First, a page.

Benefactors and their whims are part of the new normal
Posted on November 21, 2012
The reaction to Chelsea and Manchester City’s apparent European demise this year was greeted as “great…..I despise them” by more than one person this week. Notwithstanding the negative publicity that seems to stick to these clubs – although, name me a club that doesn’t have some sort of baggage – their status as “new money” is greeted with hostility and jealousy by those that do not enjoy the same level of funding.
There’s a number of reasons why anyone who comes into wealth is resented by others. It’s largely because it creates an unfair playing field, an oft-used expression to explain underachievement. But the fact is, that football has never, ever, been a level playing field. To create genuine democracy in football, you need to make every town with a football team the same size. Their stadiums should be identical in size and capacity. They should have equal shares of the talent pool (vis-à-vis the college draft system), and they should be owned by the fans. If you ask any spectator on the terrace (sorry, old habits), who does the club belong to, and they will say “the fans”.
Remember the nonsense being thrown around when Manchester United started to be taken over and there were weeping Mancunians claiming they “owned” the club. Fact – the owners were the shareholders. United went public years ago and benefitted hugely from it. Once you go public, you are vulnerable to takeovers. Live with it.
Benefactors are not just confined to Chelsea and City. They are all over British football, it’s just the size and scale that is so worryingly different. Clubs now look out for them, court them and seduce them into thinking it’s a great opportunity. Some develop twitchy habits such as sacking managers on a whim or changing the culture of the club. Others are more benign, almost patrician in their approach. These are in the minority.
Let’s not kid ourself that it’s a new phenomenum. Liverpool and Everton benefitted hugely from the Moores family, who were the owners of the once mighty pools organizations that flourished because of the weekly stakes from supporters of all clubs! I don’t recall people moaning about that!
Tottenham Hotspur were known as “the Bank of England club” after accumulating vast wealth and enjoying healthy private backing. And then there were people like Bob Lord, a local butcher who poured cash into Burnley, enabling a small club to live with the best for a while. Sunderland also acquired a tag similar to Tottenham, but it didn’t yield any significant success. The days of “Butchers, Bakers and Candlestick makers” are long gone and non-league football is desperately hanging onto shirt tails of what is a dying breed of local businessmen with kind souls and a strong community feeling. If town centres continue their downward spiral, what will be left for the local club?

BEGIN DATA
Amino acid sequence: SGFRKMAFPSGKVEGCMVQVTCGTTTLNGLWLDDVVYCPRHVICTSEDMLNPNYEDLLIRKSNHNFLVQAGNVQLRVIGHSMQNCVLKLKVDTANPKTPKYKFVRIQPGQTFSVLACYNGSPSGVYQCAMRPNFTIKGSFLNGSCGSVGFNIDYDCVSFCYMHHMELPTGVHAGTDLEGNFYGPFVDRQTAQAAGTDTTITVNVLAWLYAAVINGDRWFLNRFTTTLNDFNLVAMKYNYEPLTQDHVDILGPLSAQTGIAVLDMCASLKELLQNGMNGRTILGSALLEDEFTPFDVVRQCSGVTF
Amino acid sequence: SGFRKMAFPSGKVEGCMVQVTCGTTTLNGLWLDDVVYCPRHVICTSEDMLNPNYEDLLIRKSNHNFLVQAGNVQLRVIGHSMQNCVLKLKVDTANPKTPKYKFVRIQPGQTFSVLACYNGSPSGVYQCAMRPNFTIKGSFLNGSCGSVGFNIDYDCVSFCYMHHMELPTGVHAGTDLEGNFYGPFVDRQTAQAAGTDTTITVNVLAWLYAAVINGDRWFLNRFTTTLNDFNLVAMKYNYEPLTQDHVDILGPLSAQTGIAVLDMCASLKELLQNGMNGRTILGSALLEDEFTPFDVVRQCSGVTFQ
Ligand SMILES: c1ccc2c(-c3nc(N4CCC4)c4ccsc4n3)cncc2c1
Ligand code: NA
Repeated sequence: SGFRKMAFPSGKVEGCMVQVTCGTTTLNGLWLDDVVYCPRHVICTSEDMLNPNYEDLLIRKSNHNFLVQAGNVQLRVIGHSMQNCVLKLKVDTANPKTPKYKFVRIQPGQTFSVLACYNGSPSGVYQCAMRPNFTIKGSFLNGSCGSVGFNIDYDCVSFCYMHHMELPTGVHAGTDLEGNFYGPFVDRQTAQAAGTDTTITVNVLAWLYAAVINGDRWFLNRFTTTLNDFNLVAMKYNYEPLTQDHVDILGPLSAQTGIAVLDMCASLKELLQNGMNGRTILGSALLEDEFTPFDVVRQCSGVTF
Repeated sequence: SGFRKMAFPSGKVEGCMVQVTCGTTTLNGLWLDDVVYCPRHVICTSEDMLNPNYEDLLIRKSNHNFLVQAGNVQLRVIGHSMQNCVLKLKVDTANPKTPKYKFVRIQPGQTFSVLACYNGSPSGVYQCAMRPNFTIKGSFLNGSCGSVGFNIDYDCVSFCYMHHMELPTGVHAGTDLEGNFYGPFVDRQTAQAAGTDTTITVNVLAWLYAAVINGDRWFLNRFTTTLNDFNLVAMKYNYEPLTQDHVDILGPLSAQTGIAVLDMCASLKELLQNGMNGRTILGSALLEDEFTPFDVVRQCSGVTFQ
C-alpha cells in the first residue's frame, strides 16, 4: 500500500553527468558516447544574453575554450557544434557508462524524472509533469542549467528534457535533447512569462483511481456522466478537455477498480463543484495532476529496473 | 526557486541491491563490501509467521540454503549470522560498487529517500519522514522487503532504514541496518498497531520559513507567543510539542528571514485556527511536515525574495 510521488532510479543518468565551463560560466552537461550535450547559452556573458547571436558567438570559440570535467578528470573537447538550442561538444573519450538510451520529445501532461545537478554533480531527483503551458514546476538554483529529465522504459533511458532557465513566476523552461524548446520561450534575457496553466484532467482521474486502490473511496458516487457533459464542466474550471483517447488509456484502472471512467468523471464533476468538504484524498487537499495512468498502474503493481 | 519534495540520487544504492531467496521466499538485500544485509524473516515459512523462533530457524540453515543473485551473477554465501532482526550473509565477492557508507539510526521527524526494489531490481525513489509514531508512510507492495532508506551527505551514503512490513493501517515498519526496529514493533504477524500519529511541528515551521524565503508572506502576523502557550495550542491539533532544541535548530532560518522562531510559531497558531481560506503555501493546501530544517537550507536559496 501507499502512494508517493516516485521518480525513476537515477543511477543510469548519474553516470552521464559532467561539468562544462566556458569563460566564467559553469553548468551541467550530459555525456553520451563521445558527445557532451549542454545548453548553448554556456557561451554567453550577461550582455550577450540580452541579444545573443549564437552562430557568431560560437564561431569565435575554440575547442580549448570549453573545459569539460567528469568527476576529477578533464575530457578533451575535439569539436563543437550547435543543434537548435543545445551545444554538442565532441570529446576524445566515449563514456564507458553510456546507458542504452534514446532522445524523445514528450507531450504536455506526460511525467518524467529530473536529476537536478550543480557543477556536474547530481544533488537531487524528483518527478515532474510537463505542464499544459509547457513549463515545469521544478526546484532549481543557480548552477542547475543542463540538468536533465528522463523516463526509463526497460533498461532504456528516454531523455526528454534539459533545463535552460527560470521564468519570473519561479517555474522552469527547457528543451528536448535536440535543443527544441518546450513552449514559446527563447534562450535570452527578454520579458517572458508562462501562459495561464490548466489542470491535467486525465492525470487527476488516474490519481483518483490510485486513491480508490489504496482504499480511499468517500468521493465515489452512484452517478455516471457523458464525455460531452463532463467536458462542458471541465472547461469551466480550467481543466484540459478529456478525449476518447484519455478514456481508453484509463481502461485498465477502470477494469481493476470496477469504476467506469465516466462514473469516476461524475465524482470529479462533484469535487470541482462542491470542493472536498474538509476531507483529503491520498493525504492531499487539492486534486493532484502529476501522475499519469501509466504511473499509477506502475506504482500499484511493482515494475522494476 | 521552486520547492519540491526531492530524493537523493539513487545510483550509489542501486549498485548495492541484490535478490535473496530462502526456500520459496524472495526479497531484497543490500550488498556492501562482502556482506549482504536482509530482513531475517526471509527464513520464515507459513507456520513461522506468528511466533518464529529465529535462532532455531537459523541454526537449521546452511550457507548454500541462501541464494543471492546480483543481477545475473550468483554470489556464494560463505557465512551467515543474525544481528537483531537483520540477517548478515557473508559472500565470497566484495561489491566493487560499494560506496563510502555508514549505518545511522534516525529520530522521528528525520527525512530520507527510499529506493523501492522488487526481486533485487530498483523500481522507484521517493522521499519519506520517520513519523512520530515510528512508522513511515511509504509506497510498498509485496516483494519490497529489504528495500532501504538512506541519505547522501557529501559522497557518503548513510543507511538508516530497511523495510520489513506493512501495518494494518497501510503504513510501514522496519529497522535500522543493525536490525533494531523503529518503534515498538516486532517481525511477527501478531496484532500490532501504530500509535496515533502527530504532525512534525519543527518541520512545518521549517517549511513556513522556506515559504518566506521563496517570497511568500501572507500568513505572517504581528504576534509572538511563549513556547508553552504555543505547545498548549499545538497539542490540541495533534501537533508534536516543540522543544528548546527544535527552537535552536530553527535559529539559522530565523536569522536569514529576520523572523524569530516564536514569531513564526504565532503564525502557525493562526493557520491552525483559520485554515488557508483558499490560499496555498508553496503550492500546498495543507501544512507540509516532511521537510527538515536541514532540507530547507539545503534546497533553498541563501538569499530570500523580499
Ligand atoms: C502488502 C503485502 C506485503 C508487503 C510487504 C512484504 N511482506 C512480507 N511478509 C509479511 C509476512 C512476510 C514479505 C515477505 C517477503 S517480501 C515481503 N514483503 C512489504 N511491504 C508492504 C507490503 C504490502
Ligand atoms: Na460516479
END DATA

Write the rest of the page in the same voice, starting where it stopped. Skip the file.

A level playing field is not a club that can attract 67,000 lining up alongside a club that can barely scrape together 25,000. But fans would argue that “organic” success is better than “outside investment”. In a ideal world, that is true, but ideals and football have never gone hand-in-hand. Teams of youth players get relegated – the vast majority of times. It’s rare and special when a club can generate its own talent, but it also does not yield success anymore.
Football clubs will always struggle to be self sufficient, unless they can call on vast attendances to fund their activities. That’s why they look for the “sugar daddy” and like it or not, at the top level, they are not to be found in Weston Super Mare, Beaconsfield or Peterborough (random list). They emerge from the Far East, Russia, the Middle East and possibly, the US. Very new money. People that have little affinity with the English game and its traditions.
That does not stop every club in the country eagerly embracing a new “investor”. Football fans do not especially care how their club becomes successful. They abuse clubs that have benefitted from an injection of cash from a tycoon or oil magnate while secretly wishing that the latest Asian billionaire will fly over their ground and spot an opportunity to make non-league West Ham & Egg Sandwich Albion a major global brand. It’s a fickle game, after all.